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LIMITED EDITION OF 1971
Signature and number are engraved on the sculpture
Material: Aluminium in blue acrylic glass
Dimension: 15cm high, 6cm wide, 6cm deep
5.9 x 2.4" (External dimensions)
The Apollo 15 mission was launched on July 26, 1971 from the Kennedy Space Center in Florida. Four days later it landed on the moon in the Montes Apenninus. Aboard Apollo 15 was a three-man crew, their various research instruments, and one very special object from Earth – a statuette by the Belgian artist Paul Van Hoeyndonck. This 8.5 centimeter tall figurine, entitled Falling Astronaut, was created as a dedication to those US astronauts and Soviet cosmonauts that are no longer with us. It commemorates the victims of space missions and serves as a monument to mankind’s outstanding achievements beyond national affiliations, as so it is the only work of art on the moon.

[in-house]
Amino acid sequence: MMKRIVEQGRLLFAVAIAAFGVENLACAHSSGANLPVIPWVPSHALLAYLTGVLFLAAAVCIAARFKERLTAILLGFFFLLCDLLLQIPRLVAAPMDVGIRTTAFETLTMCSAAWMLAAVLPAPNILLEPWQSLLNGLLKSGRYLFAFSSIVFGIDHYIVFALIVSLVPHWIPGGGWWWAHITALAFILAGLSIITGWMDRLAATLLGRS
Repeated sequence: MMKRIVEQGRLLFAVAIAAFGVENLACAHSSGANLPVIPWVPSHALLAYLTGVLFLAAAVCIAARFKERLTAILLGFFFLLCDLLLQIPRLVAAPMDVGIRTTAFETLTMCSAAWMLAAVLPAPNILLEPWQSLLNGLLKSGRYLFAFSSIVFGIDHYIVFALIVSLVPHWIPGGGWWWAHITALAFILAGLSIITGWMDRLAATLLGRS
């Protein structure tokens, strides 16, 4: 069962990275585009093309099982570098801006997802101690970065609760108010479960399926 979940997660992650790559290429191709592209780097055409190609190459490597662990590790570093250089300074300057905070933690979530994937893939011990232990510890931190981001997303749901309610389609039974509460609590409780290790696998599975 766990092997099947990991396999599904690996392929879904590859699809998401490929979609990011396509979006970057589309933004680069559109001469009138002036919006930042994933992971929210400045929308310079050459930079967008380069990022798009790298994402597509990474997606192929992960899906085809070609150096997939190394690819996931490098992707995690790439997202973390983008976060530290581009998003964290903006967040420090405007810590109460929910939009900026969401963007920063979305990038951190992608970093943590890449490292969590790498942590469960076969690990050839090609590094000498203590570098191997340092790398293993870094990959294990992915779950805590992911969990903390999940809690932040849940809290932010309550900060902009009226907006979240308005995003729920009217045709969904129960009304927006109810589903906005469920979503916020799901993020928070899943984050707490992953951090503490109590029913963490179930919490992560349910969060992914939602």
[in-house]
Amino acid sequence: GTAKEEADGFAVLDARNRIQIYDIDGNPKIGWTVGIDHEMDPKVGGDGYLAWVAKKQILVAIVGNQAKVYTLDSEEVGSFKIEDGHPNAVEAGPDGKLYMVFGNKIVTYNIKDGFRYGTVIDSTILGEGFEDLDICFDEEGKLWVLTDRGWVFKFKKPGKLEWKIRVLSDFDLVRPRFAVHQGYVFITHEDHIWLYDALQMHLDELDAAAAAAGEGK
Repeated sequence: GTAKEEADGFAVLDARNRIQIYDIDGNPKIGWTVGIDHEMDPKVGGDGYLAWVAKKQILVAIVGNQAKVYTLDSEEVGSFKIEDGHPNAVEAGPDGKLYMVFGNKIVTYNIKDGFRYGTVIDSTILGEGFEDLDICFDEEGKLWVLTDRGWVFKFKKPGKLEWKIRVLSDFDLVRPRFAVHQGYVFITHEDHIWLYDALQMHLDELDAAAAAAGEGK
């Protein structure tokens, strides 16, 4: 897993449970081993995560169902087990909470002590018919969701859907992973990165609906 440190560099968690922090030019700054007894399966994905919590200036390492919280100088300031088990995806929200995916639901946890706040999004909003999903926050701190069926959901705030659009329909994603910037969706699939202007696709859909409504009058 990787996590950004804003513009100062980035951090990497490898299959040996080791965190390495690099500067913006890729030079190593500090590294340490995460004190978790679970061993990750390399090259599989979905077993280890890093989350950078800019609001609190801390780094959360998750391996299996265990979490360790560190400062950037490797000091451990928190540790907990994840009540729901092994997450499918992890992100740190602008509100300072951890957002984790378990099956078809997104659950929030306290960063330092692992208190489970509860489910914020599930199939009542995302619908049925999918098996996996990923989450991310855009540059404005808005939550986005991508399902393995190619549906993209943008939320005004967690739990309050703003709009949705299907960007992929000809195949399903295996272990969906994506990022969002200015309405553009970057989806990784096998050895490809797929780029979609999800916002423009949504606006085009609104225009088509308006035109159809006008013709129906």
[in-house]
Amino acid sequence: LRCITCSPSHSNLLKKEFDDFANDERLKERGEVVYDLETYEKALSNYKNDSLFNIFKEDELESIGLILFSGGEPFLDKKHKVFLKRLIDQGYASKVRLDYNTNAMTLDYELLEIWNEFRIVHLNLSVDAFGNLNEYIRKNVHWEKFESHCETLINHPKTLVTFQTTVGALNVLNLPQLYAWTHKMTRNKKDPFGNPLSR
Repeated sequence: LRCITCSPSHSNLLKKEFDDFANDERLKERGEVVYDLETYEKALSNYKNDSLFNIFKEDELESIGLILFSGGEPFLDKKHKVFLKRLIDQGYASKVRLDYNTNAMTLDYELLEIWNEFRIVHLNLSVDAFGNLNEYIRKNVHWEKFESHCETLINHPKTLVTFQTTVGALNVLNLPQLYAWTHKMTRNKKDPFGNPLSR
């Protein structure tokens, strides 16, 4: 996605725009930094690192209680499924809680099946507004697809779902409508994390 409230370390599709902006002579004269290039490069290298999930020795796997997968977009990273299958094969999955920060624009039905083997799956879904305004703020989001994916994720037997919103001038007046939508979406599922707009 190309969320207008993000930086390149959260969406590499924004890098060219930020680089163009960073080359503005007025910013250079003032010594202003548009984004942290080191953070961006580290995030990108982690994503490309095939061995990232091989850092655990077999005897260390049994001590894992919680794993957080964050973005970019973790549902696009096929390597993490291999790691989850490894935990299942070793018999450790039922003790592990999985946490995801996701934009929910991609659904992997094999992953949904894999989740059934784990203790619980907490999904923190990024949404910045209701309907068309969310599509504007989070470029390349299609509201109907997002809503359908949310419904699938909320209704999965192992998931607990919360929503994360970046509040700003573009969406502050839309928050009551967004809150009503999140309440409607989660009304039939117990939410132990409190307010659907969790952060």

The figure represents all space travelers and all mankind, as such it has no ethnic or gender characteristics whatsoever. It’s aluminum build enables it to withstand large temperature fluctuations on the moon. Initially, Van Hoeyndonck had it embedded in an acrylic block, only to find out that this material was at risk to burn during flight. Because of that, it did not meet NASA’s strict requirements and the artist had to change his approach. Now, almost fifty years later, the astronaut figure is floating in his original acrylic block and is obtainable as a highly limited edition.
As a young artist Paul Van Hoeyndonck was fascinated by the vastness of space and the possibilities of space travel. He used various material to create artworks that engaged and reflected upon astronomy and astronautics, its successes and its challenges. He was a cosmic artist at a time when man’s technical wonders were slowly being utilized to explore our universe and its mysteries.
During the 60s, the Belgian artist exhibited at the Waddell Gallery in New York. It was there that they conceived of the idea to bring one of his artworks to the moon. Van Hoeyndonck met the Apollo 15 astronauts at a dinner party, where he convinced them to let the idea soar. The rest is history - a history of galactic art and humanity’s ability to accomplish greatness.
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